Sleep aids in thinking clearly and mood management. When students are tired, they can’t learn as well and will often be impatient and irritable. Students can improve their sleep by going to sleep at the same time each night, taking a hot shower one hour before bedtime to relax, putting away all electronics one hour before bed, and allowing some wind-down time before lying in bed. 

Creating and following a stress management plan will help students lower their stress levels and deal with the daily challenges they are faced with. One of the best ways to be happy and successful is to manage stress well.

By Vicki Kirkman, Courier & Press, Sept. 5, 2017 –

Stress is a natural part of life and something that everyone experiences.  It can be positive or negative and affect your daily life greatly if not managed appropriately.

In some situations, stress can motivate us to do better or work toward hard-to-reach goals.   Other circumstances can leave someone feeling overwhelmed, anxious and out of control.

Children and teens are affected by stress in several ways.  Parents need to remember that all children respond to situations and experiences differently.  What causes stress for one child or teen might not affect another one.

However, some stressors are common for children and teens.  These stressors include pressure at school, being involved in too many after school activities or conflict with friends and family.

Other big and complicated issues like divorce, death of a loved one, drug use, and financial problems at home contribute to stress.  Medical illnesses and world events like natural disasters or war can also be sources of stress.

It’s important for parents to recognize the signs and symptoms of stress in their children and help them manage it in a healthy manner.  Young children that are stressed may complain of stomach aches, headaches or say they just don’t feel well.

They may try to avoid attending school or visit the school nurse frequently.  They may also be more tearful than normal, have trouble sleeping, wet the bed or not eat as much at meals.  Some children experience nightmares or have acting-out behavior such as outbursts or tantrums.

Teenagers can experience many physical reactions to stress, including digestive problems, headaches, tense muscles, racing heart, frequent colds and fatigue.  Teens might also feel overly emotional, irritable, depressed and experience mood swings.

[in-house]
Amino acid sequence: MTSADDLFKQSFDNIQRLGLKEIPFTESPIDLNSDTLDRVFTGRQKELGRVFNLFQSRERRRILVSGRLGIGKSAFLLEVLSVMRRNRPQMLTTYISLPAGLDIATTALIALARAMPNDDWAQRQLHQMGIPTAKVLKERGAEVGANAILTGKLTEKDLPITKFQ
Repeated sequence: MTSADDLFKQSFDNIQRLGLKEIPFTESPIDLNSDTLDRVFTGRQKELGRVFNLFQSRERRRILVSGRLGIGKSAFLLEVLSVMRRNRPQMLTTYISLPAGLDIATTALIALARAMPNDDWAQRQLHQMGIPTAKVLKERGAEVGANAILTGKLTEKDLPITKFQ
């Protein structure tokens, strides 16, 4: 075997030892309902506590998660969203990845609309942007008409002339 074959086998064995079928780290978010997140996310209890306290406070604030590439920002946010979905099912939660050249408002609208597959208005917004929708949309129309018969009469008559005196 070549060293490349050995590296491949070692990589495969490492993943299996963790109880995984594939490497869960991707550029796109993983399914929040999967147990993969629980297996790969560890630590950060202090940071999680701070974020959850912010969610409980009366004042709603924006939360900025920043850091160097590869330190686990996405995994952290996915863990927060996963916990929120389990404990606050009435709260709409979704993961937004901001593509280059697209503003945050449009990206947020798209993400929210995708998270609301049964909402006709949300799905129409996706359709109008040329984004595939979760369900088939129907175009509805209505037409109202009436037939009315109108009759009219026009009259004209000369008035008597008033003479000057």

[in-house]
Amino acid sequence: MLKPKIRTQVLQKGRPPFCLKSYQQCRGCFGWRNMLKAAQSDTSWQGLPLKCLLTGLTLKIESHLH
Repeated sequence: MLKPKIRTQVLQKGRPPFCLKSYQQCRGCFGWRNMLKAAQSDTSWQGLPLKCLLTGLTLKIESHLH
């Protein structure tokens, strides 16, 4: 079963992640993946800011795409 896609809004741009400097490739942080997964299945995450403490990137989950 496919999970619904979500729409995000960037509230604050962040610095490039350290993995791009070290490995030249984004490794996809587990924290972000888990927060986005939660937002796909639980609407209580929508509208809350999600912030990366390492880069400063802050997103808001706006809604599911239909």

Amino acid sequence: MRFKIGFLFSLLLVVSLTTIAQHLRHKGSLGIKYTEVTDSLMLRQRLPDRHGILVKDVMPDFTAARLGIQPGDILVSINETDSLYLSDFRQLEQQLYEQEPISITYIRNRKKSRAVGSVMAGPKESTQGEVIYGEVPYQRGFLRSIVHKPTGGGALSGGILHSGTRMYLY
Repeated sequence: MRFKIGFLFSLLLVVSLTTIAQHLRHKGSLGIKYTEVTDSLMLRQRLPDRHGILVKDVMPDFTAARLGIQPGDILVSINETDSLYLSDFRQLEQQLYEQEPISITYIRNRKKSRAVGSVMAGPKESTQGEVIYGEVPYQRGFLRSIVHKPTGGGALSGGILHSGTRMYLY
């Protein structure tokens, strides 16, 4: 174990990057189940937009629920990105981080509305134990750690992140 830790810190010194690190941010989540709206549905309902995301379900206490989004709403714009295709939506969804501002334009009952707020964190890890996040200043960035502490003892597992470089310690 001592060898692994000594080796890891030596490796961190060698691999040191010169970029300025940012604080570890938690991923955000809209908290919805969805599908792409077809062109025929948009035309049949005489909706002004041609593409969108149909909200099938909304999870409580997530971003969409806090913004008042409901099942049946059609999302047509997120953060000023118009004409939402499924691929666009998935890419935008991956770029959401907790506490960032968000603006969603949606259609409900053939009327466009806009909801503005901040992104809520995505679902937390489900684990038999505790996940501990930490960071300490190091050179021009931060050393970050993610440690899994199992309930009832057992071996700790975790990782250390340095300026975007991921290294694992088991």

Mentally, teens with stress overload may feel forgetful, lack concentration and have a negative attitude.  Both children and teens often withdraw from activities they enjoy and isolate themselves from friends if they experience too much stress.

Parents can play a key role in helping their children and teens manage stress.  Most importantly, parents can model good coping skills and stress management in their own lives.  If children see their parents deal with stress in a healthy and positive manner, they are more likely to apply that to their own life.

Other ways parents can help their children are listed below.

  • Teach your kids how to identify their body’s cues for stress overload.  Pay attention to headaches, upset stomach, tearfulness or tense muscles.
  • Limit extra-curricular activities.  Too many evenings participating in sports, extra lessons or just running errands can cause kids and teens to become tired and pressed for time to do homework or just relax.
  • Prepare ahead of time to avoid extra hassles.  Lay out the next day’s clothes, pack lunches, put homework and bags in an easy place to grab, etc.
  • Monitor and limit exposure to television, social media and cell phone.  Phones should be put away at night so kids can sleep and not be tempted to text friends or surf the internet.
  • Encourage relaxation and leisurely activities with friends and family.
  • Get plenty of rest and eat a healthy diet.
  • Teach communication skills like problem solving, good decision making and sharing feelings and thoughts with others.
  • Recognize when stress is too big to tackle alone.  Don’t hesitate to speak to a Youth First Social Worker in your child’s school, counselor or doctor for extra support and help.

Stress management is crucial in life and best handled with the guidance of parents and supportive adults.  By helping children and teens manage stress, they can be better prepared for life’s challenges.